15 December, 2002Issue 2.1EuropeLiteraturePhilosophyThe ArtsTheatre

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Radical Comedy

Brian Mullin

Tom Stoppard
The Coast of Utopia: Voyage, Shipwreck, Salvage
London: Faber and Faber, 2002
119 pages

The Coast of Utopia is playing at the National’s Olivier Theatre on the South Bank until 23 November.

Tom Stoppard writes in the least populous of dramatic genres, the comedy of ideas. In fact, his only rival for the title of master of the genre is the man who invented it, George Bernard Shaw. And though the ideas advanced in Shaw’s plays were more revolutionary than those of his successor, Stoppard’s are definitely funnier. The heart of Shaw’s writing is in the introductions or epilogues that are inevitably appended to his scripts; one sometimes wonders why he bothered to write a play at all. Stoppard’s plays, however, are brilliantly theatrical. They’re full of vaudeville-style exchanges like the following from one of his most recent plays, Voyage. Nicholas Stankevich, an ardent student of German Romantic philosophy, is attempting to confess to his fiancée that when it comes to love he has not always succeeded in achieving the transcendence of spirit over matter:

Stankevich Liubov! I must speak! While you were away… I have been in…

Liubov (helping) The Caucasus.

Stankevich …torment! You are not the first. I come to you… soiled.

Liubov You mustn’t speak of it.

Stankevich Yes, I must, I must—it lies so heavy on my breast that my lips have touched another’s!

Liubov (confused) Breast?

Stankevich (startled) Lips, another’s lips.

Stoppard gets laughs while also demonstrating his intellectual point—that a vision of the world predicated solely on abstract ideas is bound to be undermined by lived experience. Say that in an essay and it sounds dry, but structure it as a comic scene and it becomes entertainment. The structure of a joke—the setup followed by a reversal that overturns expectations—is at the heart of Stoppard’s drama. Here’s another example from Voyage. Michael Bakunin, also a recent convert to German Romanticism, is opposed to the marriage that has been arranged for his sister:

Michael To give oneself without love is a sin against the inner life. The outer world of material existence is mere illusion. I’ll explain it all to Father…God I’m starving! (Michael pauses to stuff his mouth with food from the table…)

In Stoppard’s drama, every intellectual position is both a serious contention and a potential butt for humor. His characters talk at length about very serious things—the ideal structure of society, the proper function of art, and so on—but their pretension is more often than not immediately deflated. The structure of comic dialogue allows the author to stand playfully aloof, and he relishes that position of ideological objectivity. In Salvage, he gives the following words to the novelist Ivan Turgenev but might just as easily have spoken them himself:

Perotkin And what was your attitude really?

Turgenev My attitude?

Perotkin Yes, your purpose?

Turgenev My purpose? My purpose was to write a novel.

Perotkin So you don’t take sides between the fathers and the children?

Turgenev On the contrary, I take every possible side.

If you were to define ‘Stoppardism’ it would not be an ideology but a structure of thinking. His best plays tend not to advance his own ideas so much as to serve as vehicles for the discussion of other people’s. If that makes his work sound like a university seminar, the comparison is entirely appropriate. Audiences tend to approach his work as if it came complete with a required reading list; we remember the plays by subject headings. There’s one about Classical poetry (The Invention of Love); quantum mechanics (Hapgood); Dadaism (Travesties); even one about thermodynamics, Byron, and landscape gardening (Arcadia).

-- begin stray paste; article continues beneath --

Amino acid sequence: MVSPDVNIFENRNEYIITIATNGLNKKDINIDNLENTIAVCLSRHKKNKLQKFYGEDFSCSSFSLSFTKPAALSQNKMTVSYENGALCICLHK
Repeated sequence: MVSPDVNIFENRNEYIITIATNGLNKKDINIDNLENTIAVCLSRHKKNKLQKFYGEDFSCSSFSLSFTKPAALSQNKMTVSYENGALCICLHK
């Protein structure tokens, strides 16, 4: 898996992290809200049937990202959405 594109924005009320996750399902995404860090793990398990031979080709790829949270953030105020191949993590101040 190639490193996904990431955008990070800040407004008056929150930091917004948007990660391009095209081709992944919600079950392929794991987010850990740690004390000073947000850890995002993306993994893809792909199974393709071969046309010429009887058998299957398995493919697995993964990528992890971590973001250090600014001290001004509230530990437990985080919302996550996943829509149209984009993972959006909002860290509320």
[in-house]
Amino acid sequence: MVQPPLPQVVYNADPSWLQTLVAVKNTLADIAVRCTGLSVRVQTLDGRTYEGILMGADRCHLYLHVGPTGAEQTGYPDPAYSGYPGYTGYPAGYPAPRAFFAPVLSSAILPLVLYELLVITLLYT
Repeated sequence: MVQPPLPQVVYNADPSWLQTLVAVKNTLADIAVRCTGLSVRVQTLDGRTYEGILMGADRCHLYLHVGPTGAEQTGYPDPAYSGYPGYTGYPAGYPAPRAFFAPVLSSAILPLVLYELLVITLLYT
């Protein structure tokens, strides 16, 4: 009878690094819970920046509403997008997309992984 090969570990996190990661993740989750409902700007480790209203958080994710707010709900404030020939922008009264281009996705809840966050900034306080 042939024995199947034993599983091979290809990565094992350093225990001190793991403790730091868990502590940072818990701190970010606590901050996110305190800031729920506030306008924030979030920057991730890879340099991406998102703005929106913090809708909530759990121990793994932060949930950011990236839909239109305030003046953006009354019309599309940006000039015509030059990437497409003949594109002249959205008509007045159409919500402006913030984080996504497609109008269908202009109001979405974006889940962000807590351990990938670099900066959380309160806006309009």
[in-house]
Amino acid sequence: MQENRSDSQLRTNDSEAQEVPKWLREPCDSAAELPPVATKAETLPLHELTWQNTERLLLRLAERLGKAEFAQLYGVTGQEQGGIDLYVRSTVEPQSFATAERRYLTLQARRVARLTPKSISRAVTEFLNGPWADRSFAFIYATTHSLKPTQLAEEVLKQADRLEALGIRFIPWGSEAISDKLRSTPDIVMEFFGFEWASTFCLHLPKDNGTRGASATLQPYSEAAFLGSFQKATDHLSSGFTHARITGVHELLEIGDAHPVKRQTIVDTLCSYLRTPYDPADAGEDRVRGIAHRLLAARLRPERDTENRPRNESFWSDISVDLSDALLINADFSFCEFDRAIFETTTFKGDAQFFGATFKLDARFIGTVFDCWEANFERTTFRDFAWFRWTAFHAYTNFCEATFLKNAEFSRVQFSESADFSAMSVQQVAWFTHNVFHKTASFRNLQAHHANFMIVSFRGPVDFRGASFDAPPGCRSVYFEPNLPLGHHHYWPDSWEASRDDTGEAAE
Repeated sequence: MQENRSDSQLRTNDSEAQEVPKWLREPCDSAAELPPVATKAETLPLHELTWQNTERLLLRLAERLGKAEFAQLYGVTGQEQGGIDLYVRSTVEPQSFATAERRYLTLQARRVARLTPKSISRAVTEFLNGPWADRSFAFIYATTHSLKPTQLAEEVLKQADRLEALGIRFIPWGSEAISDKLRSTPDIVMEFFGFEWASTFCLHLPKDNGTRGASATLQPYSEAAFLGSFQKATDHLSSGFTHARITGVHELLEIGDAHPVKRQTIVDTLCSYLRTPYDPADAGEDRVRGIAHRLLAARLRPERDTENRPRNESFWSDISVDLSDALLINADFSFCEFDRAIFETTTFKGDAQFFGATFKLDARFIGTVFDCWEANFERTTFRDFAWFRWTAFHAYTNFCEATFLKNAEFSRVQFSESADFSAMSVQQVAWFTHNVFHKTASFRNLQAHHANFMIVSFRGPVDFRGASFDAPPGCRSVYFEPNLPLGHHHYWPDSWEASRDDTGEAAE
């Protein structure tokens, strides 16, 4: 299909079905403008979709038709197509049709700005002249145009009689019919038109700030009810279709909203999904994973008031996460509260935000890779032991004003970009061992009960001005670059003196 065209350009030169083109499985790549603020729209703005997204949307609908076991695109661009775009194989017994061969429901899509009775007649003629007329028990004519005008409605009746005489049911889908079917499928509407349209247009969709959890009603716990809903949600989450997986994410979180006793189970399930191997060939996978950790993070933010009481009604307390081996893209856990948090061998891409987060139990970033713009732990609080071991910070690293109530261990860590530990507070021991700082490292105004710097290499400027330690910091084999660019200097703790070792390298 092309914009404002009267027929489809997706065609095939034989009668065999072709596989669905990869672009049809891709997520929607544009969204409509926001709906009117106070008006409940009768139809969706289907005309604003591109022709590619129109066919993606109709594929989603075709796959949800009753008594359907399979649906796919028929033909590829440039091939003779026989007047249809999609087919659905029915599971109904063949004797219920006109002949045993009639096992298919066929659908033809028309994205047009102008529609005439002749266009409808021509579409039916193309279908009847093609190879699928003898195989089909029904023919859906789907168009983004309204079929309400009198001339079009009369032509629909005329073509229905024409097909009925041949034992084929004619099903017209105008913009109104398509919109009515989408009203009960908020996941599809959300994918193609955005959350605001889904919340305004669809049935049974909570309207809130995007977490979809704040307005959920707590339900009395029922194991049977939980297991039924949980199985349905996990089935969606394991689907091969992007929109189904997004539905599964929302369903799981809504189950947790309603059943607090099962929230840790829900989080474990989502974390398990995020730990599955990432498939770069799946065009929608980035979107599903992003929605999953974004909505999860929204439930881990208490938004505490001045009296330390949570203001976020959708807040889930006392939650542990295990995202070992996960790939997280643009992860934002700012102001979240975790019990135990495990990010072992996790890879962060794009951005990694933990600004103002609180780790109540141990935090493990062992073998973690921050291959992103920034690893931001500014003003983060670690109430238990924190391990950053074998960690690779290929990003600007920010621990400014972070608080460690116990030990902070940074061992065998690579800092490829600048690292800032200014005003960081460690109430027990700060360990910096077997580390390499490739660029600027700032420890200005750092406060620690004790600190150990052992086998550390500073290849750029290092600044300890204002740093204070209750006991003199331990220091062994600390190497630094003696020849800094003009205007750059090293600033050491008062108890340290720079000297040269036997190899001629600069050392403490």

In fact, however, Stoppard is less like the learned professor than he is like the clever student who’s read ahead. He openly admits that he’s no expert in the subjects he writes about and freely acknowledges the sources from which he’s cribbed his information. These are generally the very books from which theater dramaturgs cull their explanatory program notes, thus creating a vast reading circle, a more erudite version of Oprah’s Book Club. Most of Stoppard’s plays, then, are actually elaborate book reports. ‘Here’s what I’ve been reading,’ he tells us, ‘and look what I came up with!’

Stoppard’s latest work, which premiered this August at the Royal National Theatre in London and from which I’ve been quoting, is a trilogy called The Coast of Utopia. It consists of three plays—Voyage, Shipwreck, and Salvage—and its subject, broadly speaking, is a particular circle of nineteenth century Russian revolutionaries in exile. The National’s dramaturgs (or perhaps their merchandising directors?) have helpfully compiled a standard syllabus. They’ve stocked the shelves of the NT bookshop with books about Alexander Herzen (the Russian socialist and central figure of the trilogy), Isaiah Berlin’s essays on Russian Thinkers (which Stoppard has cited as a major influence), and a few copies of Pushkin thrown in for good measure. Having seen the plays, I must warn you that you’ll probably want to brush up on your Hegel, as well.

Hegel’s theory of the dialectical movement of history (so influential to Marxist thought) is one of the dominant ideas of the trilogy, providing Stoppard with both an intellectual thesis to refute and a structural principle to guide the drama. The Hegelian opposition of thesis and antithesis is such a close cousin to the principles behind Stoppard’s dialectic comedy that one can see why he was drawn to it. The overriding issue in this trilogy full of issues is whether we ought to focus on history’s ultimate destination, the utopian ideal toward which ‘the zig and the zag’ is taking us, or whether present happiness ought to be our primary concern.

Voyage, the most self-contained of the three plays, serves as a kind of prelude. The only play of the trilogy set entirely in Russia, it introduces us to many of the main characters, but especially to Michael Bakunin, who when we first meet him espouses a credo of abstracted, idealized intellectualism. By the end of the play, though, having been turned on to Hegel and having provoked a lot of family discord, Michael sets sail (hence the title) for the West and a life of more concrete, worldly goals as a political revolutionary.